- 16 . The Wedding Quilt – Episode 16
- 17 . The Wedding Quilt – Episode 17
- 18 . The Wedding Quilt – Episode 18
- 19 . The Wedding Quilt – Episode 19
- 20 . The Wedding Quilt – Episode 20
- 21 . The Wedding Quilt – Episode 21
- 22 . The Wedding Quilt – Episode 22
“Is that so? What would those be?”
As soon as the words were out of her mouth she wished she could call them back, for Frank was looking at her with what she could only describe as a soppy expression on his face.
“I’ve passed my exams,” he explained. “I’m a fully fledged conductor now. Time I was looking for a wife and settling down.”
Luckily for Beasie a grouse flew up from the ditch at that moment, startling the horse, which began to dance all over the road.
Fortunately Frank was able to bring the animal under control after a brief struggle and they continued on, much relieved.
“Well done, Frank,” Beasie said. “I thought we were done for.”
“So did I for a moment. Losing a wheel would be no joke, not to mention the odd broken bone! With everyone up at the wake there would be no-one around to help us. Now, what was I saying?”
“I wonder what they plan to do about the funeral?” Beasie blurted out, desperate to keep Frank from making an unwelcome declaration.
Deceased neighbours were always waked at home, with the funeral service held at the church on the following day. After the committal in the graveyard, the mourners gathered for luncheon before returning to their homes.
“Frank is going to fill in for Dad so he can attend Paddy’s memorial service since he won’t be at the wake today,” Drusilla said. “Why don’t you come to the house that day and have lunch with us, Beasie?”
“I don’t know,” Beasie said. “Dad might expect me to mind the store while he and Mum are away at the service. I doubt he’ll want it to stay closed for any longer.”
She picked at the stitching on her gloves. Things were moving a little too fast for her liking.
Of course she hoped to be married some day. In the meantime she would love to have a beau; someone to go out walking with; somebody to escort her to social events in Ararat.
Drusilla had decided that she wanted her best friend as a sister-in-law.
Surely a slow courtship was best, so a couple could get to know each other before committing themselves for life?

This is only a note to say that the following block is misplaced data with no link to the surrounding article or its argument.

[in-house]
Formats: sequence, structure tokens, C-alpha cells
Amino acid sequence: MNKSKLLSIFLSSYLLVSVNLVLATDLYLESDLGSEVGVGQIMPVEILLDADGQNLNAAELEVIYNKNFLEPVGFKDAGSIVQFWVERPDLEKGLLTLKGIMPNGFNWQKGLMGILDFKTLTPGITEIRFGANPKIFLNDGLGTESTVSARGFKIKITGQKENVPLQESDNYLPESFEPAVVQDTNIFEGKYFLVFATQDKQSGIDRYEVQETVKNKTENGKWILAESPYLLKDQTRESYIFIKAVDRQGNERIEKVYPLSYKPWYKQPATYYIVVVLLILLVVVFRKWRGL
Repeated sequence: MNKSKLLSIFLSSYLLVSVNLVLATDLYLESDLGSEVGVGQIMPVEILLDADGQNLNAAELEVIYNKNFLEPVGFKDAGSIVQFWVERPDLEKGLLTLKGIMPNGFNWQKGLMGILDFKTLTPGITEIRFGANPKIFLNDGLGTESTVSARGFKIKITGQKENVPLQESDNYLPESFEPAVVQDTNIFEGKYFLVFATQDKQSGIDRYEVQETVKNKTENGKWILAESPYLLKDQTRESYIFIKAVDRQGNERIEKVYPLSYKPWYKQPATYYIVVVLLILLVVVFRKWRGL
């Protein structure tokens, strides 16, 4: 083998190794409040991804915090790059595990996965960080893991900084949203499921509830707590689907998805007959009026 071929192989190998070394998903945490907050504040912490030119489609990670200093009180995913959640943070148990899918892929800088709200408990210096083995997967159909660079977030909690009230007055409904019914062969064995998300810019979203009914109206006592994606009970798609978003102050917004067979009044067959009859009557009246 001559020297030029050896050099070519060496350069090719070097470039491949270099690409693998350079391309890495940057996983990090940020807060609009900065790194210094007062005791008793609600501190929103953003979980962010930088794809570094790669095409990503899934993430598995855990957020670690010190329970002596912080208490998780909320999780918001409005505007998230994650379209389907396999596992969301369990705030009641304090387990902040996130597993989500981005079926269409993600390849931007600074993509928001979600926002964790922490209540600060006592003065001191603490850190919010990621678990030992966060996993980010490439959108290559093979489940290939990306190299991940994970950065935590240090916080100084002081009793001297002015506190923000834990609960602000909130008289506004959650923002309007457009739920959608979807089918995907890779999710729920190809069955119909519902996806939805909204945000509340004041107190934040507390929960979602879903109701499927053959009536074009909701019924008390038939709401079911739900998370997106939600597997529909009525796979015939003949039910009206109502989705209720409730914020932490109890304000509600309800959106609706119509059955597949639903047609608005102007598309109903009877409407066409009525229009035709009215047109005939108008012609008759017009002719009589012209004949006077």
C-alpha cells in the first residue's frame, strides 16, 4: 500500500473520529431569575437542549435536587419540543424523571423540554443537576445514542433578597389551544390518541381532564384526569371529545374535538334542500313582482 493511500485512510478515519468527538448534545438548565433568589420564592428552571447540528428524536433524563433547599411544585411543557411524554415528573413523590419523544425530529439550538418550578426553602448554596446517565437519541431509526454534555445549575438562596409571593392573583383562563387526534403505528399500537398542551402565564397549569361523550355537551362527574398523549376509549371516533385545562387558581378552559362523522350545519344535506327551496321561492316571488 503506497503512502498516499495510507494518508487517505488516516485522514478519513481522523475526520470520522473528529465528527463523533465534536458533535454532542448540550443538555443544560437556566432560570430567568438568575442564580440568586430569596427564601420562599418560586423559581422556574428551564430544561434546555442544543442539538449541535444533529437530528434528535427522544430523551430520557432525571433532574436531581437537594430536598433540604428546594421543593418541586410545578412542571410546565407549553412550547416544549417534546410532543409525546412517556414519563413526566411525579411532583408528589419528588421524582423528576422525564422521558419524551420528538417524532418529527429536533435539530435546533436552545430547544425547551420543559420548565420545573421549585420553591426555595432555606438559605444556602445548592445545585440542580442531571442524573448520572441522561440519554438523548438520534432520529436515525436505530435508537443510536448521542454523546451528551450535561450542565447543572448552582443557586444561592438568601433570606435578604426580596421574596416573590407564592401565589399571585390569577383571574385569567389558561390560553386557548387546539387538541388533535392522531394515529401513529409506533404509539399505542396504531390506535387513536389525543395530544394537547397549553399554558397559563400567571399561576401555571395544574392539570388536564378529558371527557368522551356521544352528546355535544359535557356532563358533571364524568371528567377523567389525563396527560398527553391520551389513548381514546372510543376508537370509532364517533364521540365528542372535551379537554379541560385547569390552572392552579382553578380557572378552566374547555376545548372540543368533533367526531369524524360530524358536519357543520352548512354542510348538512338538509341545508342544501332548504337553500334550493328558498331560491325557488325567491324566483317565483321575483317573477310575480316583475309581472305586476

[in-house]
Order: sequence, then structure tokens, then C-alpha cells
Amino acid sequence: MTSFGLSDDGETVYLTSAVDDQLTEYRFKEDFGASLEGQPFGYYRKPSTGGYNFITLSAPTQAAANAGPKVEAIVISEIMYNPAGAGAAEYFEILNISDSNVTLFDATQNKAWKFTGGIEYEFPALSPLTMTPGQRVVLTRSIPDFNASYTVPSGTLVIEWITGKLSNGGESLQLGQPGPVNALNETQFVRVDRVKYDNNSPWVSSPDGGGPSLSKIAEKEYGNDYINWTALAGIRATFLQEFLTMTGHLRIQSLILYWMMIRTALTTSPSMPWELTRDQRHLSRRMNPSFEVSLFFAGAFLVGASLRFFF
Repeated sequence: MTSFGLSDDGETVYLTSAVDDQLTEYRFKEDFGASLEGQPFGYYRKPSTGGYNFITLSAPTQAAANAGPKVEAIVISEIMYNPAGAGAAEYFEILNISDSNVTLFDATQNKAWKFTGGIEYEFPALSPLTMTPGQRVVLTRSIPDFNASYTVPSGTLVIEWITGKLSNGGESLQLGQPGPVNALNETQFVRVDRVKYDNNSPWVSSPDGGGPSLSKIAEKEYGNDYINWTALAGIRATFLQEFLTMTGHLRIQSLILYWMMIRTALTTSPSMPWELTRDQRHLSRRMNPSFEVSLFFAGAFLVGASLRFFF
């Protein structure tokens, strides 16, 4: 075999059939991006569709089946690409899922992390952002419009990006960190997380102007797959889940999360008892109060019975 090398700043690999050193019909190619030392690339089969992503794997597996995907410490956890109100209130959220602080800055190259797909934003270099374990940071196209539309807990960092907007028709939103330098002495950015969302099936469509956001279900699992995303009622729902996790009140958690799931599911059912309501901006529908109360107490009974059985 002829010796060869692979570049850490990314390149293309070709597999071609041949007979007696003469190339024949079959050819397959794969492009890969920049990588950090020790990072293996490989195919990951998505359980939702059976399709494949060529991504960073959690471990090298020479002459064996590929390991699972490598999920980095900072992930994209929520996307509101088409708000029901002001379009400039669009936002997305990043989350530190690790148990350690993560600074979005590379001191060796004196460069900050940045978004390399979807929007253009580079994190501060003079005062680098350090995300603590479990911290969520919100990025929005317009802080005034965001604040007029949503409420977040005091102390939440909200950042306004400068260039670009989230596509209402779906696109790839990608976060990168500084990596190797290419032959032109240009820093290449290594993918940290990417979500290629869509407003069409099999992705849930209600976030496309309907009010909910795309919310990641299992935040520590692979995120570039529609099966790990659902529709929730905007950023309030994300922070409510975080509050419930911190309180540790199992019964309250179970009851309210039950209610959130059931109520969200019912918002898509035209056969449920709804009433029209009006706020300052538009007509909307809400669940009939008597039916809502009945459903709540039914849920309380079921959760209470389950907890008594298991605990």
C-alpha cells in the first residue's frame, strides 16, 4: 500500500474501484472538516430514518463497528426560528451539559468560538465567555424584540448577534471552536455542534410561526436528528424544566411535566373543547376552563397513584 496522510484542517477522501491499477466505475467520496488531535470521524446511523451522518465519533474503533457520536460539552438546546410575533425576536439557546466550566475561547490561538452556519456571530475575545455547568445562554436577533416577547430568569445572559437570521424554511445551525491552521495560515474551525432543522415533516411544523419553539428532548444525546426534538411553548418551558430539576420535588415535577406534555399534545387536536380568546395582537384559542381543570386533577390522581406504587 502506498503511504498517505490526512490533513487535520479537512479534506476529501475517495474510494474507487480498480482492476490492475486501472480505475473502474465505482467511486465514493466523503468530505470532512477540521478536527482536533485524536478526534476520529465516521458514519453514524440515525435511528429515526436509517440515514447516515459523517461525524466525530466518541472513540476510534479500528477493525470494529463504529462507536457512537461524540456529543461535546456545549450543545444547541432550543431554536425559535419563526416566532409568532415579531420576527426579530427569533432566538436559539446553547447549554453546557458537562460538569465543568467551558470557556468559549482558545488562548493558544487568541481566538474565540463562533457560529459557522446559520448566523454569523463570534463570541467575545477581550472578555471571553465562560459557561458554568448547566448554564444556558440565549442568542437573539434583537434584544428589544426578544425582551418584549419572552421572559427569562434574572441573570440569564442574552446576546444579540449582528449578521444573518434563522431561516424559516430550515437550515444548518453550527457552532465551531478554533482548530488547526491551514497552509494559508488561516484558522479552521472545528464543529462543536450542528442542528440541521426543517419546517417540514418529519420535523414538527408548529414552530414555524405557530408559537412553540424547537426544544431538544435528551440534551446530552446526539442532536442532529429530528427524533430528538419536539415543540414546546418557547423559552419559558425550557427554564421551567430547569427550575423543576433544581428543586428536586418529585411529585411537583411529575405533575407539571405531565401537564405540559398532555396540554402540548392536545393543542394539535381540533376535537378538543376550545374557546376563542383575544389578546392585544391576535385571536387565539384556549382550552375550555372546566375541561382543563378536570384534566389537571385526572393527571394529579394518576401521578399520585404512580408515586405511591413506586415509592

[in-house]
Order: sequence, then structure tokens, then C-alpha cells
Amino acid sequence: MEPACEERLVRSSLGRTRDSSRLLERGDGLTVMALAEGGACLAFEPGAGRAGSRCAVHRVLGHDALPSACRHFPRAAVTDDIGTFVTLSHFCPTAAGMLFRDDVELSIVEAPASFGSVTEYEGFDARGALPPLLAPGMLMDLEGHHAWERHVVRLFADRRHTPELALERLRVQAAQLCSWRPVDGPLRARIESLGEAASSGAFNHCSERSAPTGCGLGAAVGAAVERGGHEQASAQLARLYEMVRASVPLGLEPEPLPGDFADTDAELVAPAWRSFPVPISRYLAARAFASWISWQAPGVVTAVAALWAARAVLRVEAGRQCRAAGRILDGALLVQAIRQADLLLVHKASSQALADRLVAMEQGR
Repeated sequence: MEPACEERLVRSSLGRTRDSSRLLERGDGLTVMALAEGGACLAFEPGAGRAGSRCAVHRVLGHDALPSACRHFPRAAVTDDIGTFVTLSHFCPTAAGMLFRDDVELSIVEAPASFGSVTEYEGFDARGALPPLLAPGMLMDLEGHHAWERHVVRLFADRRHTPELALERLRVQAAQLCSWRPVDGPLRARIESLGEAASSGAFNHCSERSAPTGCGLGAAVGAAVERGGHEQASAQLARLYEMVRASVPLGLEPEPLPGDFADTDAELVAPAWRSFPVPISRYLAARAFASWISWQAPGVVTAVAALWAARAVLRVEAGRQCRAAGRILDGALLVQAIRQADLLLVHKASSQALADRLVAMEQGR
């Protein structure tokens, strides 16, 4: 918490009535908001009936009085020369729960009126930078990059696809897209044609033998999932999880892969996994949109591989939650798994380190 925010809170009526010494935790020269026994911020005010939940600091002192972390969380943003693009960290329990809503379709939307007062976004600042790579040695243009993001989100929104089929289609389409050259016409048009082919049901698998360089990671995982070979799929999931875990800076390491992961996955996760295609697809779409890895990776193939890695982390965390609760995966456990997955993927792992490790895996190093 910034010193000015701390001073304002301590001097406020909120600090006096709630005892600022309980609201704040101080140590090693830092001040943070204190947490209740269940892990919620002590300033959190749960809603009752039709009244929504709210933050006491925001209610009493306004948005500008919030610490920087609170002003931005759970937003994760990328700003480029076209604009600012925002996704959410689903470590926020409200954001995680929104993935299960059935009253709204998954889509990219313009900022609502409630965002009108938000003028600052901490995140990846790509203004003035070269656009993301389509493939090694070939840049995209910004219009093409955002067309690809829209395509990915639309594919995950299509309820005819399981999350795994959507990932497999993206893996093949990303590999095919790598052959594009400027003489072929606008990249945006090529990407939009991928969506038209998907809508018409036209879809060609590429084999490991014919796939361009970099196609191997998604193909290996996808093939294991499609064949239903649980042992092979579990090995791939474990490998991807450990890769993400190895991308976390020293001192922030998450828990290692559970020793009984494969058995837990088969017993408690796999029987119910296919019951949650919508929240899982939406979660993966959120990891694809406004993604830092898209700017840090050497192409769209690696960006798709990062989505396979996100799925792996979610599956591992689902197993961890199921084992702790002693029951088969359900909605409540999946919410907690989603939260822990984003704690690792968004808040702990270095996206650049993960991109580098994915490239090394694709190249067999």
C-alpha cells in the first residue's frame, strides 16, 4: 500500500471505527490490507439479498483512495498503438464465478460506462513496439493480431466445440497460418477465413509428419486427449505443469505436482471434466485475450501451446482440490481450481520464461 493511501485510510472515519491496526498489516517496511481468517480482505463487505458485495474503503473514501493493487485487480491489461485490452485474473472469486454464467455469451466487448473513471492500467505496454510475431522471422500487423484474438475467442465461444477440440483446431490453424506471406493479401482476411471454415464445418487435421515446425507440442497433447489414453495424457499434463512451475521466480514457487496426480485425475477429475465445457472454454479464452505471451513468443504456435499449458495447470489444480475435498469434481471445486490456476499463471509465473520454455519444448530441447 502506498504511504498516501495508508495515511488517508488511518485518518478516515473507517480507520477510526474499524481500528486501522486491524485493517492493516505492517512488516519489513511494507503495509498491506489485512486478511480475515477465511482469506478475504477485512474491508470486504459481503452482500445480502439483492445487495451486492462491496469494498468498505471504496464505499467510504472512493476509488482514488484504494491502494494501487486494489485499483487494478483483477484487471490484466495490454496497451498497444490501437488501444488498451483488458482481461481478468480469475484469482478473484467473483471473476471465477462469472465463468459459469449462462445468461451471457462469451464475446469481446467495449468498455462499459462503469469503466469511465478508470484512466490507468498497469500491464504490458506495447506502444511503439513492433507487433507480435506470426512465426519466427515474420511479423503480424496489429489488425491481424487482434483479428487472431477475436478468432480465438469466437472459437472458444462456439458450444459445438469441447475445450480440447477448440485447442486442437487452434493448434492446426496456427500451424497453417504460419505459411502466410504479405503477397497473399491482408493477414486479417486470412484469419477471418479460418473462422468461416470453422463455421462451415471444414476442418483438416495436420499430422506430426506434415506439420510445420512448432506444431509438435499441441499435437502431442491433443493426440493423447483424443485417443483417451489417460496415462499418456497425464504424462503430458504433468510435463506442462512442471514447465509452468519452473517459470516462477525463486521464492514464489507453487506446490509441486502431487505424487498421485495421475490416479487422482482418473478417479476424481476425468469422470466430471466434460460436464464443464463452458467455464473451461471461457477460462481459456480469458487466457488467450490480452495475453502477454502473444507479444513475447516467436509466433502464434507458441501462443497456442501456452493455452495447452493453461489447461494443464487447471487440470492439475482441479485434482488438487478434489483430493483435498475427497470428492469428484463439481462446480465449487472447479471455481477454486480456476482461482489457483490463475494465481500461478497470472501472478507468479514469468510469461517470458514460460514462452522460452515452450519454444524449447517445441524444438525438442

What if Beasie couldn’t meet Frank’s expectations and she had to turn him down in the end? The last thing she wanted was to hurt the man.
“Here we are!” Frank announced, as they passed through an open gate. “I’ll let you off at the door while I tether the horse.”
The girls went in by the front door, which was never used except for weddings and funerals.
Visitors always used the back door, expecting to be entertained in the main room of the house which doubled as kitchen and living quarters.
Once inside they found the Ryans standing in a line: Paddy’s parents and their surviving children, Bridie, Tom, Martin and Terence. Friends and neighbours moved down the row, shaking hands and murmuring, “I’m sorry for your loss.”
Although there was no coffin in the room, someone had placed a table, covered with a lace cloth, at the end of the line. On it stood a photograph of Paddy, resplendent in his uniform.
Similar images could be found in homes throughout the district; studio portraits taken before their subjects went off to war.
Beasie reached the end of the line, having done her duty. She longed to get out of this sorrow-filled room, but Frank was deep in conversation and there was no hope of getting away until he was ready to leave.
Then an inner door was flung open and a tall man appeared – a young man with black curls and laughing blue eyes.
“What’s going on?” he cried. “Nobody told me there was a party! Have I missed anything?”
Faces turned in shock and a woman screamed. Nellie Ryan broke away from the mourners, tears gushing down her cheeks.
“Paddy! Oh, Paddy, my darling boy!”